U.S. camp reports

Here are reports from several of the 20 U.S. camps sponsored by GCI Generations Ministries. Our thanks to all who selflessly gave their time and other resources to make these camps possible.


Base Camp (NW)

Camp director Susan McNutt reports on this camp held in Oregon. It’s one of GenMin’s newest.

This year, 37 campers and 31 staff volunteers experienced one of the most transformative camps we’ve had. Ranging in age from five to seventeen, many campers came from unchurched homes, and the questions they had for our pastoral staff were both challenging and encouraging. The Superhero theme influenced every aspect of camp, from chapel services and games to T-shirts and backpacks. Our location may be rustic, but our relationship with the staff of the host facility continues to grow.

Base camp


Heartland SEP

This report is from camp director Todd Woods. Pictures and videos are posted at https://www.facebook.com/groups/HeartlandSEP/ and http://heartlandcamp.org/.

We had 90 campers (32 of them new), 107 staff members (great camper-staff ratio!) and seven baptisms! An unexpected blessing occurred when we learned that there were seven staffers who, on their way to SEP Scotland, were being denied a visa to stay in Scotland and had to return to the U.S. Although we were bursting at the seams, we agreed to have them join us at Heartland. They helped out with various staff chores including producing a promotional video and helping with our new website. We were greatly blessed to have them! Several staff members this year were new, having risen from the ranks of campers. We love to see the leadership baton being passed in that way!

HeartlandOur “Jesus—Better Than a Superhero” theme carried throughout chapel services and a dance where many dressed as caped-crusaders. Campers and staff were treated to a magic show followed by an ice cream social. Once again, we held Camo Night, Camper’s Choice, and Praise and Worship Night. Christian Living classes covered the meaning of Communion and the doctrine of the Trinity. Other activities included swimming, archery, pottery, arts and crafts, website design, photography, target shooting, childcare for aspiring babysitters, drama and dance.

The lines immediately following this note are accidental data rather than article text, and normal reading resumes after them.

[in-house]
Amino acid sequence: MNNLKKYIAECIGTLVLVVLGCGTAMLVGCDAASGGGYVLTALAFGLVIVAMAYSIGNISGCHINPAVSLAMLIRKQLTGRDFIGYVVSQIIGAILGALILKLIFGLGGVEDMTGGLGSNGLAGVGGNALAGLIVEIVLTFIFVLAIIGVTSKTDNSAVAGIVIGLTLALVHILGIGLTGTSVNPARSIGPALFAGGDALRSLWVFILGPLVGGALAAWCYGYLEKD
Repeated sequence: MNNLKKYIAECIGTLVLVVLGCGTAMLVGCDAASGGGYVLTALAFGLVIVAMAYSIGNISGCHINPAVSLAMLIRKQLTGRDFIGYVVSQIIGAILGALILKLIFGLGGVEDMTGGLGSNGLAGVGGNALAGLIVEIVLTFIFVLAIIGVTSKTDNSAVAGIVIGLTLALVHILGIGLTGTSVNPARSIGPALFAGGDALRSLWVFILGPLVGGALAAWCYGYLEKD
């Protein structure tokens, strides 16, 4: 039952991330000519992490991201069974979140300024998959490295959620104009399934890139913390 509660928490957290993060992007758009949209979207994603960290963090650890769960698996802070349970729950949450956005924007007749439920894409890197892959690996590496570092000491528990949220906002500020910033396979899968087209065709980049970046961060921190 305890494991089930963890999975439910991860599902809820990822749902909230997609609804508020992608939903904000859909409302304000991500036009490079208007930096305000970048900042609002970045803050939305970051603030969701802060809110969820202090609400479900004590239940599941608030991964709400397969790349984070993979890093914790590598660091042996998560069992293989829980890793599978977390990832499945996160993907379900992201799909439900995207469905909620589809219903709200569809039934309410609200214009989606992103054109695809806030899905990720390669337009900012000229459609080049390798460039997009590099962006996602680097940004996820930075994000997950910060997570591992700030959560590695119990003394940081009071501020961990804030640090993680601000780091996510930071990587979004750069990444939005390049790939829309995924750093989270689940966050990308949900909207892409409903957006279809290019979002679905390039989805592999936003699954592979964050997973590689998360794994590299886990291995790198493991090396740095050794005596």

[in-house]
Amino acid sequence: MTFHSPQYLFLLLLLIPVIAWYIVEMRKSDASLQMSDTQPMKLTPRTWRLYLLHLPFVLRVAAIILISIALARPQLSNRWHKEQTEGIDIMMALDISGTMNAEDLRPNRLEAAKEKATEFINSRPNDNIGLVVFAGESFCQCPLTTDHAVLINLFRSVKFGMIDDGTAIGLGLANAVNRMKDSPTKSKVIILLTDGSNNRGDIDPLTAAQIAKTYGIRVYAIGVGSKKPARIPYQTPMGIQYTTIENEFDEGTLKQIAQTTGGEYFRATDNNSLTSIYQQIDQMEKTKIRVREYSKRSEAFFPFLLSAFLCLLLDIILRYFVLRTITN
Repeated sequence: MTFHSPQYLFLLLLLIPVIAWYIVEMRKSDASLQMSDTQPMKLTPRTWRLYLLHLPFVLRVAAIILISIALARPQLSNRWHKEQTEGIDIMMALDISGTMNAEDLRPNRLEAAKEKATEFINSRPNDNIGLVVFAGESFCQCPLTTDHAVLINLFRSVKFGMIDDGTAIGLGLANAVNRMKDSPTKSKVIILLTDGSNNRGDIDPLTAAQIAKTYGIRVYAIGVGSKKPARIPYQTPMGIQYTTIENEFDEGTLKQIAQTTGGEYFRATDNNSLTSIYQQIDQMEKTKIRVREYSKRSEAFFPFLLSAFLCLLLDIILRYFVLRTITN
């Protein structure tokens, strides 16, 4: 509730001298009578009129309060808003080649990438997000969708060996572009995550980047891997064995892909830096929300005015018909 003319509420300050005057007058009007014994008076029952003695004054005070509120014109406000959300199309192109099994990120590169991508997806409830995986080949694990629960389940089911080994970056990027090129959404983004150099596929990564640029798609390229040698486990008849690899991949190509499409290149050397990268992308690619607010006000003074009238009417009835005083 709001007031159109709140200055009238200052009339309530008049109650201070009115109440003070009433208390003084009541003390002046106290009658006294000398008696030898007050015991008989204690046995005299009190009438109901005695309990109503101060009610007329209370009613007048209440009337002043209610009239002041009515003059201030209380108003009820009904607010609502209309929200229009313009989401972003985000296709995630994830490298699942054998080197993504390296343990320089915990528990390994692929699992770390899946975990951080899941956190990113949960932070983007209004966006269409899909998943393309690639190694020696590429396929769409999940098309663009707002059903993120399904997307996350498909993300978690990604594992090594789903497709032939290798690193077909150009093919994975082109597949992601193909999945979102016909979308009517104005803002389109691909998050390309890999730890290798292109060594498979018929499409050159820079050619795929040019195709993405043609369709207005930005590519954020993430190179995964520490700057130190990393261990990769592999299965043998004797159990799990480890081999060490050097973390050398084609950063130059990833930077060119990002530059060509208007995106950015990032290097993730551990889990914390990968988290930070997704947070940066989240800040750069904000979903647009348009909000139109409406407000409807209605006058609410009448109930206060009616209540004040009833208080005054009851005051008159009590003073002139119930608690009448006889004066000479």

Gary and Cathy Deddo visited and commented that, “This is the way the body of Christ should look and function—all generations at work and play.” Heartland veteran, Pastor James Newby, shared the same feeling: “I’ve had the pleasure of being a part of many camps since the 1970s; this one was special. It was a microcosm of how the church should be 365 days a year: welcoming, loving, inclusive—a transformational time and place.”

The final chapel service was overflowing as parents arrived to pick up their children. God’s hand was in all the preparatory work as many obstacles were overcome through no effort of our own, but by his merciful and wonderful intervention. All hands left “tired but inspired,” looking forward to what God will do at Heartland next year.


SEP Montana

This report is from camp director Tobe Johnson. Pictures are posted at https://www.facebook.com/SEPMontana?fref=ts.

SEP MontanaSEP Montana is a mission-focused camp for kids age 8-17. It’s held on the banks of Holter Lake in a Montana wilderness campground. The site provides water, electricity and a pavilion that holds about 50 people. Everything else must be brought in: dorms, kitchen, health center, etc.—all to serve 117 campers and 59 staffers. 2014, our 8th year of operation, was a great success. The theme, “At the Movies: Superheroes” was unpacked in our theme song from the Superman movie, and the curriculum from Generations Ministries.

Our activities included tubing, jet skiing, Christian Living, arts/crafts, paintball, sapphire mining, team building, boat rides, wilderness skills, service projects, Montana animals in the wild (sponsored by Montana Fish, Wildlife and Parks) and movie time. Highlights of camp this summer included:

  • 17 baptisms (both campers and staff)
  • sponsorship from 40 sources in the surrounding community (churches, individuals, businesses and other organizations)
  • one of our parents flew into camp in a helicopter to teach the class on Montana wildlife
  • wake-boarding (over 50 kids participated)
  • a camp store where kids could purchase snacks
  • over 75% of the campers responded to an altar call—giving their lives to Jesus Christ, turning their “stuff” over to him by nailing it to the cross, or requesting prayer for various reasons—there were many tears of joy
  • “the storm”—causing us to scramble to get off the water in a timely and safe manner, and then securing camp for the rough weather—it was quite a bonding experience—thankfully, no one was hurt

SEP Rockies

This report is from camp director Sarah Miles. A video from the camp can be viewed at https://www.youtube.com/watch?v=rDWdQYx5DQ4&feature=youtu.be.